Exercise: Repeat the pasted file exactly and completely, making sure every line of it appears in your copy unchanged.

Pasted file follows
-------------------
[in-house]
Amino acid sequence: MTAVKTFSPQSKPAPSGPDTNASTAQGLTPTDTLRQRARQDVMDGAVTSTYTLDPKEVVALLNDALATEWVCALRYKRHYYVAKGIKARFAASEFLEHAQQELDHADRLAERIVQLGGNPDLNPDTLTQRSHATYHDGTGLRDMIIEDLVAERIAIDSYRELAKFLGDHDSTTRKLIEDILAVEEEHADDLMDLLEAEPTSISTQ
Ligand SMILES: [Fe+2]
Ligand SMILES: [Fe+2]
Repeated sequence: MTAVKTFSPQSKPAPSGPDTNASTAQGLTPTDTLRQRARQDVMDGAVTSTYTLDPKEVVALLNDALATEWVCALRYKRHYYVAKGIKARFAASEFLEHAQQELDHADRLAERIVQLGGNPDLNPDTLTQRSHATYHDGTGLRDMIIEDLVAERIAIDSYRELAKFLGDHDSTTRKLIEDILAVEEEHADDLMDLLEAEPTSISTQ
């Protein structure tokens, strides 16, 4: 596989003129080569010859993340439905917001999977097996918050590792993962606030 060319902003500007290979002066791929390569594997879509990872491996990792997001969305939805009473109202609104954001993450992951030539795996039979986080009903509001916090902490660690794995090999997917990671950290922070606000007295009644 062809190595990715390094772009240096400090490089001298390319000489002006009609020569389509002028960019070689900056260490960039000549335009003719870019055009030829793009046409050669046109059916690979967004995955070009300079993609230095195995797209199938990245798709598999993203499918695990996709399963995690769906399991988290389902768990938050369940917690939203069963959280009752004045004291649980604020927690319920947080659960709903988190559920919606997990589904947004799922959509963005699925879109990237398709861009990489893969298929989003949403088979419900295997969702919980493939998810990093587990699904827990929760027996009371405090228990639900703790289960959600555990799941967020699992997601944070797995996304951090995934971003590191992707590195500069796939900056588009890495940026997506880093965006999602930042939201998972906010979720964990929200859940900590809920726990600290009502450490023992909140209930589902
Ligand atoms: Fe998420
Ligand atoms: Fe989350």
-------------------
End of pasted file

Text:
[in-house]
Amino acid sequence: MTAVKTFSPQSKPAPSGPDTNASTAQGLTPTDTLRQRARQDVMDGAVTSTYTLDPKEVVALLNDALATEWVCALRYKRHYYVAKGIKARFAASEFLEHAQQELDHADRLAERIVQLGGNPDLNPDTLTQRSHATYHDGTGLRDMIIEDLVAERIAIDSYRELAKFLGDHDSTTRKLIEDILAVEEEHADDLMDLLEAEPTSISTQ
Ligand SMILES: [Fe+2]
Ligand SMILES: [Fe+2]
Repeated sequence: MTAVKTFSPQSKPAPSGPDTNASTAQGLTPTDTLRQRARQDVMDGAVTSTYTLDPKEVVALLNDALATEWVCALRYKRHYYVAKGIKARFAASEFLEHAQQELDHADRLAERIVQLGGNPDLNPDTLTQRSHATYHDGTGLRDMIIEDLVAERIAIDSYRELAKFLGDHDSTTRKLIEDILAVEEEHADDLMDLLEAEPTSISTQ
């Protein structure tokens, strides 16, 4: 596989003129080569010859993340439905917001999977097996918050590792993962606030 060319902003500007290979002066791929390569594997879509990872491996990792997001969305939805009473109202609104954001993450992951030539795996039979986080009903509001916090902490660690794995090999997917990671950290922070606000007295009644 062809190595990715390094772009240096400090490089001298390319000489002006009609020569389509002028960019070689900056260490960039000549335009003719870019055009030829793009046409050669046109059916690979967004995955070009300079993609230095195995797209199938990245798709598999993203499918695990996709399963995690769906399991988290389902768990938050369940917690939203069963959280009752004045004291649980604020927690319920947080659960709903988190559920919606997990589904947004799922959509963005699925879109990237398709861009990489893969298929989003949403088979419900295997969702919980493939998810990093587990699904827990929760027996009371405090228990639900703790289960959600555990799941967020699992997601944070797995996304951090995934971003590191992707590195500069796939900056588009890495940026997506880093965006999602930042939201998972906010979720964990929200859940900590809920726990600290009502450490023992909140209930589902
Ligand atoms: Fe998420
Ligand atoms: Fe989350």